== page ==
Keep the light in these children’s lives
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Keep the light in these children’s lives

Bringing light to Israel’s foster children who have been through troubled homes

The Summit Institute cares for over 800 children from severely abused and traumatic backgrounds in over 600 foster families (photo: Courtesy)
The Summit Institute cares for over 800 children from severely abused and traumatic backgrounds in over 600 foster families (photo: Courtesy)

Bringing light to Israel’s foster children who have been through troubled homes, is not always easy to do. The IDF is used to tackling problems that are not easy, and this year has teamed up with the Summit Institute to bring some light to the holiday of foster children who have been through so much, and still have many hurdles to come.

Illustrative photo (credit: Courtesy)
Illustrative photo (credit: Courtesy)

Summit has organized for the second consecutive year, a group of 300 foster children and their families, to light candles on Monday evening at the IDF paratrooper training base. “It’s not the first time we’ve done this,” says Orit Amiel, Director of Foster Care at The Institute.  “Last year the children were invited by the IAF to have a tour of one of the air force squadrons. We’ve found this tradition of connecting with soldiers is empowering for children who have gone through so much.”

The Institute is hoping that the holiday cheer will last for a while as some significant issues are awaiting the organization on the horizon. Due to the early dissolution of the government, the social welfare network which the organization and hence the foster children depend upon may face numerous setbacks.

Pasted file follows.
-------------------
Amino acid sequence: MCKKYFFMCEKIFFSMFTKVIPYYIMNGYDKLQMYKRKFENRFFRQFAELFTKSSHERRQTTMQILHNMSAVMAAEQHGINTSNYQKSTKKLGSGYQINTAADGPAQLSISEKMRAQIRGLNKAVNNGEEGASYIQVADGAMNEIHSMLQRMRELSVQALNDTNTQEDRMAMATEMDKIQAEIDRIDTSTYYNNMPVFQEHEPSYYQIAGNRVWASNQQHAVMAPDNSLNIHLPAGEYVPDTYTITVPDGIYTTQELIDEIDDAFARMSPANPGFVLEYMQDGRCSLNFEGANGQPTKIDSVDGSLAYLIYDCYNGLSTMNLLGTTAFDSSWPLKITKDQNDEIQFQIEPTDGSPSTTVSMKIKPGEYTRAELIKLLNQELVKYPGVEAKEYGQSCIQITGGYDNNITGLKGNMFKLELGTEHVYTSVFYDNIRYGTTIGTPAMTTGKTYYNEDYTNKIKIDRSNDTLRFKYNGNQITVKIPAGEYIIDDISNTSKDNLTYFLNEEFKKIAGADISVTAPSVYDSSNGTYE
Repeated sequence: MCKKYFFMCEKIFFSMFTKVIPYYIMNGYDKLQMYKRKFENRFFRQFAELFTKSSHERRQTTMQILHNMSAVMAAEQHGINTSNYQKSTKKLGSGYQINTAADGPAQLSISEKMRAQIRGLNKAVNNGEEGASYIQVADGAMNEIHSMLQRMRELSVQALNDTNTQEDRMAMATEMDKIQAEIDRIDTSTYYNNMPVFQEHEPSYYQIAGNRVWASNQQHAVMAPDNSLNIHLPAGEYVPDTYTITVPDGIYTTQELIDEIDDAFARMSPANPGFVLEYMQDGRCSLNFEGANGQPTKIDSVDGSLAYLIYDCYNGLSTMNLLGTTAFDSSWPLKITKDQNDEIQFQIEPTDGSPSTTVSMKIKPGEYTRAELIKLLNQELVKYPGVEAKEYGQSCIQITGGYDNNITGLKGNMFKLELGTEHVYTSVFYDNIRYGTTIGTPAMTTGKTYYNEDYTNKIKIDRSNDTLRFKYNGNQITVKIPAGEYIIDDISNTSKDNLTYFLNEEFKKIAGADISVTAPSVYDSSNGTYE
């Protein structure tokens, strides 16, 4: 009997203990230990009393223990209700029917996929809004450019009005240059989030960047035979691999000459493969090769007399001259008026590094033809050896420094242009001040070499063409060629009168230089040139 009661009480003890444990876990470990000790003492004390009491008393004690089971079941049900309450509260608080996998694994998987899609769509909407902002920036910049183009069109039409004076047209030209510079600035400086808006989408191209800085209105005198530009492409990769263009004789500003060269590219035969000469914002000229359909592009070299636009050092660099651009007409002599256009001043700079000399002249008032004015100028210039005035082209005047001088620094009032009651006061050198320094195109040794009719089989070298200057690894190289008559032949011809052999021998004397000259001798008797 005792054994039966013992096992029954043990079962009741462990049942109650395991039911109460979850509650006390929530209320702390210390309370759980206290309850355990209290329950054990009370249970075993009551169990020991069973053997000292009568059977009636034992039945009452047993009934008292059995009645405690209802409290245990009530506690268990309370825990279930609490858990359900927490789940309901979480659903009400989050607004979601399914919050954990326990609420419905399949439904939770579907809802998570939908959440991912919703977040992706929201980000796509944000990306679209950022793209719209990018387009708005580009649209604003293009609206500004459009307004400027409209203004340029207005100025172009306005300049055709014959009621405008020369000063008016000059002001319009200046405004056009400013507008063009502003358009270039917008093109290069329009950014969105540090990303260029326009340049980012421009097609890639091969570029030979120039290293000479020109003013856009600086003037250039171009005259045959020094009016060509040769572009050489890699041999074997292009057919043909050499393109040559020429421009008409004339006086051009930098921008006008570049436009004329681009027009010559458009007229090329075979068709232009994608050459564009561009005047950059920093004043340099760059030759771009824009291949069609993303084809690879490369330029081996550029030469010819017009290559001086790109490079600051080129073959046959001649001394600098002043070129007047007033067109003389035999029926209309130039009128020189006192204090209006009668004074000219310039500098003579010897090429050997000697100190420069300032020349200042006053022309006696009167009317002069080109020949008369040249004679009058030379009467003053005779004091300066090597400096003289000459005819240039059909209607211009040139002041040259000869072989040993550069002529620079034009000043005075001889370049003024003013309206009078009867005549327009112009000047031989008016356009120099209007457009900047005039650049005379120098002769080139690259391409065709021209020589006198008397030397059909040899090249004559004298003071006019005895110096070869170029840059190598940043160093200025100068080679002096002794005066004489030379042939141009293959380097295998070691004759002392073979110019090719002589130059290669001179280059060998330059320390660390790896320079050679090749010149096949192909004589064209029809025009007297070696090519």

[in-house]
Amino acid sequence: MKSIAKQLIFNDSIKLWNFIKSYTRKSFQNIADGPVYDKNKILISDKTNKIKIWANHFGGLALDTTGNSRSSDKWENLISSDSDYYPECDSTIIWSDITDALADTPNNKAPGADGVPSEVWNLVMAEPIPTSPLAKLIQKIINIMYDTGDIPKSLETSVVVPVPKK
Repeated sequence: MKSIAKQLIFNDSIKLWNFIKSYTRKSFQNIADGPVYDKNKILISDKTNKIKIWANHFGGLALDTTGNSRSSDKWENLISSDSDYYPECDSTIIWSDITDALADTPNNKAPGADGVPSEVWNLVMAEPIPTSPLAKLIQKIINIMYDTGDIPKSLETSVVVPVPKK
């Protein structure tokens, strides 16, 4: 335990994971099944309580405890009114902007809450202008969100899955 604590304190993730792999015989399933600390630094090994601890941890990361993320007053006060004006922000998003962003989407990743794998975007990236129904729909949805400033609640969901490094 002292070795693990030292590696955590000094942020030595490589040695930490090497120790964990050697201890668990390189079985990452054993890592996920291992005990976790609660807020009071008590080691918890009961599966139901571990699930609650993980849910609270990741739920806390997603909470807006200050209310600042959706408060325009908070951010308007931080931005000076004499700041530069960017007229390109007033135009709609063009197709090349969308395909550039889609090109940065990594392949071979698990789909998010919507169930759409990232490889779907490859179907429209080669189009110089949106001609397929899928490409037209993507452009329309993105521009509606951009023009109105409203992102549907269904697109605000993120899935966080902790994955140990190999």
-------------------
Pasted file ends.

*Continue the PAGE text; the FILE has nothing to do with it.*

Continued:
Expecting a significant influx of foster children who will need foster families during the coming year, the social welfare network was also hoping for an influx of funding. In spite of a bill increasing the rights of foster children passing the first reading earlier this year, the bill will now be put on hold before it can come to the plenum for a second reading due to the call for early elections. “We don’t know what will happen after the elections,” said Amiel. “Regardless of who the new Minister of Social Welfare is, we are hoping to see it pass and get implemented next year.”

With over 800 children from severely abused and traumatic backgrounds in over 600 foster families, Summit does not have the luxury of taking a recess, like the Israeli government does. “One cannot simply stop caring for children because an election is coming. The foster families don’t get a break, and neither do we,” Amiel said with pride. “These pauses are only causing us to have to work harder to recruit foster families, and meet the needs of babies and children. We do so, knowing that by finding them a warm and loving family, and giving them therapeutic support and help at school we are giving these children a chance for a healthier and more productive future as young adults.”

Considering becoming a foster family? Learn more about the Summit Institute.